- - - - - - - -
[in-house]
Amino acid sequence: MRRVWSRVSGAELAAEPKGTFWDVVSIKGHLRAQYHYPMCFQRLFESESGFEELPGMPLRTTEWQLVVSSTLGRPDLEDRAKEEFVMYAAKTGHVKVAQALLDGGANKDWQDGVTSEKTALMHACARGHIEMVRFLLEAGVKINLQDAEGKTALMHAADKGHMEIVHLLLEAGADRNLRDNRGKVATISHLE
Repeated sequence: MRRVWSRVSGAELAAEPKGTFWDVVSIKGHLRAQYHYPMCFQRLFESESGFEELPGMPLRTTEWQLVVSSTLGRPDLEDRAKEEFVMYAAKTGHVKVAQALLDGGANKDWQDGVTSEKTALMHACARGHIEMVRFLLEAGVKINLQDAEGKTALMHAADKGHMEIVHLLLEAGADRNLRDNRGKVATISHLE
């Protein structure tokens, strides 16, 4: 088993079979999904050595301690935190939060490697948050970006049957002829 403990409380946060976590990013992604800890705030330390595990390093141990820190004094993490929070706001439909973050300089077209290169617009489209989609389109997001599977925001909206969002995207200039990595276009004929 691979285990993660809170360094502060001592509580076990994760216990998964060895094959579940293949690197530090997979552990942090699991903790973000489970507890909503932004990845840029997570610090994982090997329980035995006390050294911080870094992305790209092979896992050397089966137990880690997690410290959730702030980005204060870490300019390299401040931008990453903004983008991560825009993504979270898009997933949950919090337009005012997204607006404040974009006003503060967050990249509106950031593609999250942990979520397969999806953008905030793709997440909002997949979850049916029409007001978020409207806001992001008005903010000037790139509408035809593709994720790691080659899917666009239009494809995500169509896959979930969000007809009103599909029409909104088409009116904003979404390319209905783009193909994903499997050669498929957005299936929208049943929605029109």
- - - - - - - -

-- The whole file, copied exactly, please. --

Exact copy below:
[in-house]
Amino acid sequence: MRRVWSRVSGAELAAEPKGTFWDVVSIKGHLRAQYHYPMCFQRLFESESGFEELPGMPLRTTEWQLVVSSTLGRPDLEDRAKEEFVMYAAKTGHVKVAQALLDGGANKDWQDGVTSEKTALMHACARGHIEMVRFLLEAGVKINLQDAEGKTALMHAADKGHMEIVHLLLEAGADRNLRDNRGKVATISHLE
Repeated sequence: MRRVWSRVSGAELAAEPKGTFWDVVSIKGHLRAQYHYPMCFQRLFESESGFEELPGMPLRTTEWQLVVSSTLGRPDLEDRAKEEFVMYAAKTGHVKVAQALLDGGANKDWQDGVTSEKTALMHACARGHIEMVRFLLEAGVKINLQDAEGKTALMHAADKGHMEIVHLLLEAGADRNLRDNRGKVATISHLE
């Protein structure tokens, strides 16, 4: 088993079979999904050595301690935190939060490697948050970006049957002829 403990409380946060976590990013992604800890705030330390595990390093141990820190004094993490929070706001439909973050300089077209290169617009489209989609389109997001599977925001909206969002995207200039990595276009004929 691979285990993660809170360094502060001592509580076990994760216990998964060895094959579940293949690197530090997979552990942090699991903790973000489970507890909503932004990845840029997570610090994982090997329980035995006390050294911080870094992305790209092979896992050397089966137990880690997690410290959730702030980005204060870490300019390299401040931008990453903004983008991560825009993504979270898009997933949950919090337009005012997204607006404040974009006003503060967050990249509106950031593609999250942990979520397969999806953008905030793709997440909002997949979850049916029409007001978020409207806001992001008005903010000037790139509408035809593709994720790691080659899917666009239009494809995500169509896959979930969000007809009103599909029409909104088409009116904003979404390319209905783009193909994903499997050669498929957005299936929208049943929605029109």